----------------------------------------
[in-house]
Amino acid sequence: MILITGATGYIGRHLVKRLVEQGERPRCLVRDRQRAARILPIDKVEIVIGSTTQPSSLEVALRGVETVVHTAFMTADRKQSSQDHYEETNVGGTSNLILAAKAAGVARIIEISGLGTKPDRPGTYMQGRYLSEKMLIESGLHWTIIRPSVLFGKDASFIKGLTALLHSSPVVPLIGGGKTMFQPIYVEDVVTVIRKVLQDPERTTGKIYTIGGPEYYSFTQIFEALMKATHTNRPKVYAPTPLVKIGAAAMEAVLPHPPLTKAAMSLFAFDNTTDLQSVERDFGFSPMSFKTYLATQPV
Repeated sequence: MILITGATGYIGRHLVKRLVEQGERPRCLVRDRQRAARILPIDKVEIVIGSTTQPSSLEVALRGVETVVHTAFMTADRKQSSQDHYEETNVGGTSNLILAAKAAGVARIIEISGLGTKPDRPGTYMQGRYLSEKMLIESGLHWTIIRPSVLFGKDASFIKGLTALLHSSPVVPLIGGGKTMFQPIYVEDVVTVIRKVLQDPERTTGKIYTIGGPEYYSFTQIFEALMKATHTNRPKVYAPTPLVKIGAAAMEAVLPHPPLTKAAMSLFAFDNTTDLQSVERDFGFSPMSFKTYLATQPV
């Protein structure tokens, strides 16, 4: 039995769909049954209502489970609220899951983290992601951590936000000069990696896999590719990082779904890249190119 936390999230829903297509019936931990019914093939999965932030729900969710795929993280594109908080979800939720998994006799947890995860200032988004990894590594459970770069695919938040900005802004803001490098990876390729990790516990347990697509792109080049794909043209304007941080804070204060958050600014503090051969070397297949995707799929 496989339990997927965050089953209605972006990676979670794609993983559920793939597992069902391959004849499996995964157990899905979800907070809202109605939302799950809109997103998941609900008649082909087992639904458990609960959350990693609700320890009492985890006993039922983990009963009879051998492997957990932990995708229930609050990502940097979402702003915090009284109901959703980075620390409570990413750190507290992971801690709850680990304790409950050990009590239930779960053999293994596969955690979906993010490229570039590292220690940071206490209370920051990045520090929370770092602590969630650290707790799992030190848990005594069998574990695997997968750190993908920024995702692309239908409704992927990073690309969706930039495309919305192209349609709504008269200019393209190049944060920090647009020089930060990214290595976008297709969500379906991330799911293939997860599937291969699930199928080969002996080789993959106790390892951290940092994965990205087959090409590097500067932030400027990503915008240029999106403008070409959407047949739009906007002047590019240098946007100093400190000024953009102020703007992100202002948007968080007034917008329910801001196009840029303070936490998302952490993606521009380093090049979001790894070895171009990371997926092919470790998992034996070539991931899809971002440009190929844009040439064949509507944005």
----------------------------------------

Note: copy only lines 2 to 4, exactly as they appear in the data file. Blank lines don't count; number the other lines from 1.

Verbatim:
Amino acid sequence: MILITGATGYIGRHLVKRLVEQGERPRCLVRDRQRAARILPIDKVEIVIGSTTQPSSLEVALRGVETVVHTAFMTADRKQSSQDHYEETNVGGTSNLILAAKAAGVARIIEISGLGTKPDRPGTYMQGRYLSEKMLIESGLHWTIIRPSVLFGKDASFIKGLTALLHSSPVVPLIGGGKTMFQPIYVEDVVTVIRKVLQDPERTTGKIYTIGGPEYYSFTQIFEALMKATHTNRPKVYAPTPLVKIGAAAMEAVLPHPPLTKAAMSLFAFDNTTDLQSVERDFGFSPMSFKTYLATQPV
Repeated sequence: MILITGATGYIGRHLVKRLVEQGERPRCLVRDRQRAARILPIDKVEIVIGSTTQPSSLEVALRGVETVVHTAFMTADRKQSSQDHYEETNVGGTSNLILAAKAAGVARIIEISGLGTKPDRPGTYMQGRYLSEKMLIESGLHWTIIRPSVLFGKDASFIKGLTALLHSSPVVPLIGGGKTMFQPIYVEDVVTVIRKVLQDPERTTGKIYTIGGPEYYSFTQIFEALMKATHTNRPKVYAPTPLVKIGAAAMEAVLPHPPLTKAAMSLFAFDNTTDLQSVERDFGFSPMSFKTYLATQPV
């Protein structure tokens, strides 16, 4: 039995769909049954209502489970609220899951983290992601951590936000000069990696896999590719990082779904890249190119 936390999230829903297509019936931990019914093939999965932030729900969710795929993280594109908080979800939720998994006799947890995860200032988004990894590594459970770069695919938040900005802004803001490098990876390729990790516990347990697509792109080049794909043209304007941080804070204060958050600014503090051969070397297949995707799929 496989339990997927965050089953209605972006990676979670794609993983559920793939597992069902391959004849499996995964157990899905979800907070809202109605939302799950809109997103998941609900008649082909087992639904458990609960959350990693609700320890009492985890006993039922983990009963009879051998492997957990932990995708229930609050990502940097979402702003915090009284109901959703980075620390409570990413750190507290992971801690709850680990304790409950050990009590239930779960053999293994596969955690979906993010490229570039590292220690940071206490209370920051990045520090929370770092602590969630650290707790799992030190848990005594069998574990695997997968750190993908920024995702692309239908409704992927990073690309969706930039495309919305192209349609709504008269200019393209190049944060920090647009020089930060990214290595976008297709969500379906991330799911293939997860599937291969699930199928080969002996080789993959106790390892951290940092994965990205087959090409590097500067932030400027990503915008240029999106403008070409959407047949739009906007002047590019240098946007100093400190000024953009102020703007992100202002948007968080007034917008329910801001196009840029303070936490998302952490993606521009380093090049979001790894070895171009990371997926092919470790998992034996070539991931899809971002440009190929844009040439064949509507944005």